A Resource from the American College of Preventive Medicine
A TIME TOOL FOR NURSES
ACPM's Time Tools provide an executive summary of the most up-to-date information on delivering preventive services to patients in the context of a clinical visit. Information presented is based on evidence presented in peer-reviewed journals.Please refer to the Metabolic Syndrome Clinical Reference for Nurses for more information.
METABOLIC SYNDROME: We can diagnosis and code it … Now what?
The metabolic syndrome (MetS) is a constellation of interrelated risk factors of metabolic origin – factors that directly promote atherosclerosis and increase the likelihood of developing Type 2 diabetes.
The Metabolic Syndrome is still somewhat controversial
- The primary risk factors are central obesity, hypertension, atherogenic dyslipidemia, and impaired glucose metabolism.
- Other lipid disturbances, pro-thrombotic, and pro-inflammatory factors also involved. Risk increases as the number and extent of abnormalities increase.
- In general, doubles the risk for CVD, 5 times the risk for Type 2 diabetes.
- Currently one in three adults in the U.S. has the syndrome. Over age 60, nearly half (45%). Increasing in children.
Differing definitions – many criteria, some (e.g., insulin resistance) not practical to measure; optimal combination not certain; groups are working toward a consensus.
But the syndrome is vital to consider in clinical practice
- Some (ADA) contend that diagnostic criteria are incomplete, thresholds ill-defined, that it does not change risk prediction or treatment decisions, and has no clear etiology.
It is a by-product of the obesity epidemic; identifies those with genetic predisposition to health risks, especially CVD and diabetes. It is important because it:
- adds to CVD risk beyond LDL cholesterol,
- emphasizes the deleterious impact of central fat accumulation,
- allows lifestyle-associated risk to be quantified,
- provides a huge Red Flag that lifestyle modifications are needed now.
The MetS was never intended to be a global risk predictor. It is asyndrome …not perfectly defined or understood, but describing a constellation of related disorders that deserves attention...from clinicians, scientists and especially those who have it.
The driving force behind the syndrome is expanding fat massThe NCEP ATP III definition is the standard -- designed for clinical practice.
There is little disagreement on this. Expanding abdominal fat cells begin a cascade of metabolic abnormalities, stemming from the increased release of free fatty acids, pro-inflammatory cytokines, and hormones that affect appetite and energy balance. The resulting insulin resistance is the best, albeit not only, explanation for the metabolic abnormalities.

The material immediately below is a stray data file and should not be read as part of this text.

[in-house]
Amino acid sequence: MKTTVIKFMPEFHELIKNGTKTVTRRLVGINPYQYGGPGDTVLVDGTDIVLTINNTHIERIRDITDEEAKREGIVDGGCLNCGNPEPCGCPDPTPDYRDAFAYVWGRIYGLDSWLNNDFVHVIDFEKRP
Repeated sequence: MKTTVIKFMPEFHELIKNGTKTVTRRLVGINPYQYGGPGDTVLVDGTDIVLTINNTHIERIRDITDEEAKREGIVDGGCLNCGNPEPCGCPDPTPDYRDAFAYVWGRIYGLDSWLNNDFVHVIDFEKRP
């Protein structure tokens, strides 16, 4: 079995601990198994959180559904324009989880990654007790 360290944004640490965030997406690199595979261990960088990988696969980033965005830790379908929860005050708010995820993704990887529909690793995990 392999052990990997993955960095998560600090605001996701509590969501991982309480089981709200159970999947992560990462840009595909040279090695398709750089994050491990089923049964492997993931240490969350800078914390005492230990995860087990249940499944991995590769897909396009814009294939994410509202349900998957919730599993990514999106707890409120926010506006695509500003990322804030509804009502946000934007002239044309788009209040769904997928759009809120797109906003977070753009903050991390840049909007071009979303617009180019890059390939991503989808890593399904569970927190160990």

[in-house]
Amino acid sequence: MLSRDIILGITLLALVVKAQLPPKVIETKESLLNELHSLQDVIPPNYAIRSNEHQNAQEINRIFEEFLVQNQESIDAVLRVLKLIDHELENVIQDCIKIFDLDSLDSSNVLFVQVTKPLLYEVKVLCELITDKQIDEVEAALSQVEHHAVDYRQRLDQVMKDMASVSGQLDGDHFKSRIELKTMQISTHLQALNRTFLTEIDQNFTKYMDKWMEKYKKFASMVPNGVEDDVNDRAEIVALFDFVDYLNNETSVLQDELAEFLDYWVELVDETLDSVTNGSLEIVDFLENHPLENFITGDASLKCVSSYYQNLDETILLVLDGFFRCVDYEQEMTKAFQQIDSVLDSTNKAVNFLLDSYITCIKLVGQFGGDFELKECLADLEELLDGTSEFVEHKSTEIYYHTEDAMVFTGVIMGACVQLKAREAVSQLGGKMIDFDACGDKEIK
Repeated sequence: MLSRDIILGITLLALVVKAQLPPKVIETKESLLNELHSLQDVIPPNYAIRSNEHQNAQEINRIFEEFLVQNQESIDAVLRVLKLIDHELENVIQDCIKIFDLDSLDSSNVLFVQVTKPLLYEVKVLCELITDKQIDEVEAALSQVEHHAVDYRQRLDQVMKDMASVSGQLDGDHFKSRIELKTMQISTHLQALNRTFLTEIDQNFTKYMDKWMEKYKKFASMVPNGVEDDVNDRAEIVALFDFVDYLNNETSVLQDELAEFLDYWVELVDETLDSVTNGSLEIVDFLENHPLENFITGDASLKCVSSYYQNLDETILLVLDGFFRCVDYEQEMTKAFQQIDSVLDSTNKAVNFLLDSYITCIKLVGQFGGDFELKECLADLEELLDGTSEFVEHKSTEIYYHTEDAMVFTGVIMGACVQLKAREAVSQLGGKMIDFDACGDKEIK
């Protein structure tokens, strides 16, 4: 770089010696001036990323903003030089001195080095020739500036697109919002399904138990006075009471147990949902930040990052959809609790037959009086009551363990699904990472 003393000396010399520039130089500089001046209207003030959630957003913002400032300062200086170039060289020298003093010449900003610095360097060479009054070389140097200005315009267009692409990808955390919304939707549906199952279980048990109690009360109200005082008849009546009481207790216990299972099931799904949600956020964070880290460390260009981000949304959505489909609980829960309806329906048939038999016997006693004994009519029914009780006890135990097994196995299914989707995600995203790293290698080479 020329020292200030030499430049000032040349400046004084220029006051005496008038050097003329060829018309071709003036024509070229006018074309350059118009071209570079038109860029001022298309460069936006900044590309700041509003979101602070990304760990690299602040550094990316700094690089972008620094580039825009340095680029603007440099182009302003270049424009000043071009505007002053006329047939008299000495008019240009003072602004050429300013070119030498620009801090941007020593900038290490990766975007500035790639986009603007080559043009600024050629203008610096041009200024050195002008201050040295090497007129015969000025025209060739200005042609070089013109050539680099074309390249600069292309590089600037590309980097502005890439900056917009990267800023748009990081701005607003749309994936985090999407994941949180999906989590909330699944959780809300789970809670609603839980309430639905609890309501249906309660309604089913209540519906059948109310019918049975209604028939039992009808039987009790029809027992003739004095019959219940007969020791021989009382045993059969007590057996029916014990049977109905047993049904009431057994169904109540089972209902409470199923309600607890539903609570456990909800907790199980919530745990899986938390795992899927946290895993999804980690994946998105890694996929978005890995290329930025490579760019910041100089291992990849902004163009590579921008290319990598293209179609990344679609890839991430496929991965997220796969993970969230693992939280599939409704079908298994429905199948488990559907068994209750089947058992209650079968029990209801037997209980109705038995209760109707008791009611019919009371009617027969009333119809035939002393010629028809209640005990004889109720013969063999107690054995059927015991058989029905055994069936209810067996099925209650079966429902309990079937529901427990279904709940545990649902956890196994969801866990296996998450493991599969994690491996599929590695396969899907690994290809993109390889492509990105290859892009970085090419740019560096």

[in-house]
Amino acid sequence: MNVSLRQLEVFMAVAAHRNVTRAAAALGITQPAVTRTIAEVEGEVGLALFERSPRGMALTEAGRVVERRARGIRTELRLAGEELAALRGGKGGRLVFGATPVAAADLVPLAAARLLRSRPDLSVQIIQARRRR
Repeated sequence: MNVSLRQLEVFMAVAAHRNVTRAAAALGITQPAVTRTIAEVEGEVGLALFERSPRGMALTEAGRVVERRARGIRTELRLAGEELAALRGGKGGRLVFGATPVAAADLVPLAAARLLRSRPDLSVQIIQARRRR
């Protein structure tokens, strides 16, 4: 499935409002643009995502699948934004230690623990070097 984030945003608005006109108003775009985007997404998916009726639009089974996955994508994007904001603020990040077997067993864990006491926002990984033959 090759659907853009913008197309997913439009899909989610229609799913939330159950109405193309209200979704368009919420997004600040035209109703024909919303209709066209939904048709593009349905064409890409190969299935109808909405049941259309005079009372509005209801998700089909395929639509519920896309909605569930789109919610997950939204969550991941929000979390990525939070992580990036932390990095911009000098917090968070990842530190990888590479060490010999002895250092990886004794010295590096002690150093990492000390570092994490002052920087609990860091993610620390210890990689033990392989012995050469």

It is pragmatic, easily understood and easily applied in the practice setting.
The diagnosis is made when any three of the following risk factors are present:
- Uses simple vital signs – blood pressure and waist circumference.
- Is economical – routine fasting blood work for glucose and lipids.
- Is broadly acceptable and codeable – ICD-9: 277.7
The Metabolic Syndrome is all about lifestyle.
- Waist circumference ≥ 40” (men) or ≥ 35” (women)
- Blood pressure > 130/85 (either number)
- Triglycerides ≥ 150 mg/dL
- HDL cholesterol < 40 mg/dL (men) or < 50 mg/dL (women)
- Fasting glucose ≥ 100 mg/dL
It is caused by lifestyle and cured by lifestyle.
Second line is pharmacotherapy -- if lifestyle modifications are not enough or risk factor levels too high.
- Lifestyle modification is the first line of treatment -- a healthier diet, more exercise and modest weight loss; it can reverse the syndrome in many.
- Patients can avoid medications, feel more in control, more confident in managing their own well being
The Challenges for Primary Care
- No single drug for the syndrome at this time; each condition treated individually, in the context of the syndrome. Need to prescribe drugs that do not worsen other aspects of the syndrome.
- Recognize the Metabolic Syndrome, evaluate associated risk conditions, develop a medical plan, educate patients on why it is important, discuss needed lifestyle modifications and a plan for achieving them.
- Need an efficient approach to cover all of the issues in a brief consult.
Two Solutions that Can Help
- Develop office systems that support and facilitate on-going chronic condition management and behavior change.
- Develop office teams that can provide the counseling, support and follow-up to help patients change their lifestyles to lose weight, eat healthier, and become more physically active.
- Reorganize practice systems according to the Chronic Care Model - to support self care, lifestyle modification, and sustained follow-up.
- A guide for the brief consult that covers all related issues and sets the stage for the lifestyle intervention.
Integrating the Chronic Care Model
Six aspects to target:
1) Improve patient self management support
- Train non-physician staff in patient centered counseling, motivational interviewing
- Includes encouraging, educating, goal setting, action plans, teaching healthy behaviors and problem solving skills, providing support, and follow-up
2) Re-design the practice to provide self management support:
- Use planned visit protocols – pre-determined agenda using individual or group visits, phone calls or emails, internet programs